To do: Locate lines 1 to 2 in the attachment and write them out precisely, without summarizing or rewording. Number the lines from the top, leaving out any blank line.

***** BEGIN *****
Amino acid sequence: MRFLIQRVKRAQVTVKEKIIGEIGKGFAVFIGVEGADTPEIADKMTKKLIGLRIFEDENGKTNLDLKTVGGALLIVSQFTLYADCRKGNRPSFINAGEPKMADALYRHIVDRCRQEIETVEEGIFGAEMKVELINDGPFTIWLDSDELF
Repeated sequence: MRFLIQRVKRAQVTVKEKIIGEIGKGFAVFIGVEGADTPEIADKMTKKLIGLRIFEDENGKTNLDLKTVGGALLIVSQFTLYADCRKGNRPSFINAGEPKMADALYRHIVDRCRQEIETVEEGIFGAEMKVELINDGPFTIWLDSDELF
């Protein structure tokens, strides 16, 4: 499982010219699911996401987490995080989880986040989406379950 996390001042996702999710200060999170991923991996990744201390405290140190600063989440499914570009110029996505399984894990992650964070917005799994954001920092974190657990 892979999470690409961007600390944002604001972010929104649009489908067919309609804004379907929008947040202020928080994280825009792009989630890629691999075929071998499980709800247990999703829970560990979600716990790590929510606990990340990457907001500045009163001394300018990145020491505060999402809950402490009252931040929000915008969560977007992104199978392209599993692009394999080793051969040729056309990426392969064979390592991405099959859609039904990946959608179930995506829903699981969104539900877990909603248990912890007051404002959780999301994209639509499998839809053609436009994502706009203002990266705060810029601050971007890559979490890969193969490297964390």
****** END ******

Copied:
Amino acid sequence: MRFLIQRVKRAQVTVKEKIIGEIGKGFAVFIGVEGADTPEIADKMTKKLIGLRIFEDENGKTNLDLKTVGGALLIVSQFTLYADCRKGNRPSFINAGEPKMADALYRHIVDRCRQEIETVEEGIFGAEMKVELINDGPFTIWLDSDELF
Repeated sequence: MRFLIQRVKRAQVTVKEKIIGEIGKGFAVFIGVEGADTPEIADKMTKKLIGLRIFEDENGKTNLDLKTVGGALLIVSQFTLYADCRKGNRPSFINAGEPKMADALYRHIVDRCRQEIETVEEGIFGAEMKVELINDGPFTIWLDSDELF